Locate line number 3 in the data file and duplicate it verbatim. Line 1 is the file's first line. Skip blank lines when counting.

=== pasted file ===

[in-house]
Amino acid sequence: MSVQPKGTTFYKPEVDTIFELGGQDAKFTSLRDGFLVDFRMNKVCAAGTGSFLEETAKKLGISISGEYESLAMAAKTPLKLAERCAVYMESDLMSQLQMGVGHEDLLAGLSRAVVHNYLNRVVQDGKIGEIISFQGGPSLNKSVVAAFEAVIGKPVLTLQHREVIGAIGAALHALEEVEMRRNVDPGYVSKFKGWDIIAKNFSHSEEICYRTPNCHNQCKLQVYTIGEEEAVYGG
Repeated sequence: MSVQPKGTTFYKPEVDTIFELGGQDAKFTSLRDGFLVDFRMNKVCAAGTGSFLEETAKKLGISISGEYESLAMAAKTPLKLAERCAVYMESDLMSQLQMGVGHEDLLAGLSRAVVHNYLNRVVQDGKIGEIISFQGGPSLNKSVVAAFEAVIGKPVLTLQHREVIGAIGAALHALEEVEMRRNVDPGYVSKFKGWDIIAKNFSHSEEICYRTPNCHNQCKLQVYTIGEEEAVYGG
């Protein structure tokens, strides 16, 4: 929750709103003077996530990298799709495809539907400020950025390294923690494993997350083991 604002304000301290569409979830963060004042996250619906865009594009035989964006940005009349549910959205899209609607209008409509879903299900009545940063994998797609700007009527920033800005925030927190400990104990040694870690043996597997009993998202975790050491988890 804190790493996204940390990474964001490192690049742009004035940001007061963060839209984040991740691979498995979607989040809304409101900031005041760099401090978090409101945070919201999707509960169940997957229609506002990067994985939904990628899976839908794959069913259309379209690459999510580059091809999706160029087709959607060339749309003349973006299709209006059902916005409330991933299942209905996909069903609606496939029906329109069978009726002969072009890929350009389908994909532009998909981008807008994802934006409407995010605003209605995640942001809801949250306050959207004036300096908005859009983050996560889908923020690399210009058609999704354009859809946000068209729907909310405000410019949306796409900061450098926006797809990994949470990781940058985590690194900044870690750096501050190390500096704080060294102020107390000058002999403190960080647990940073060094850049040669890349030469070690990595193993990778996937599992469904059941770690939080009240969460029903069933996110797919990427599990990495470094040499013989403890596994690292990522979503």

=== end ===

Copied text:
Repeated sequence: MSVQPKGTTFYKPEVDTIFELGGQDAKFTSLRDGFLVDFRMNKVCAAGTGSFLEETAKKLGISISGEYESLAMAAKTPLKLAERCAVYMESDLMSQLQMGVGHEDLLAGLSRAVVHNYLNRVVQDGKIGEIISFQGGPSLNKSVVAAFEAVIGKPVLTLQHREVIGAIGAALHALEEVEMRRNVDPGYVSKFKGWDIIAKNFSHSEEICYRTPNCHNQCKLQVYTIGEEEAVYGG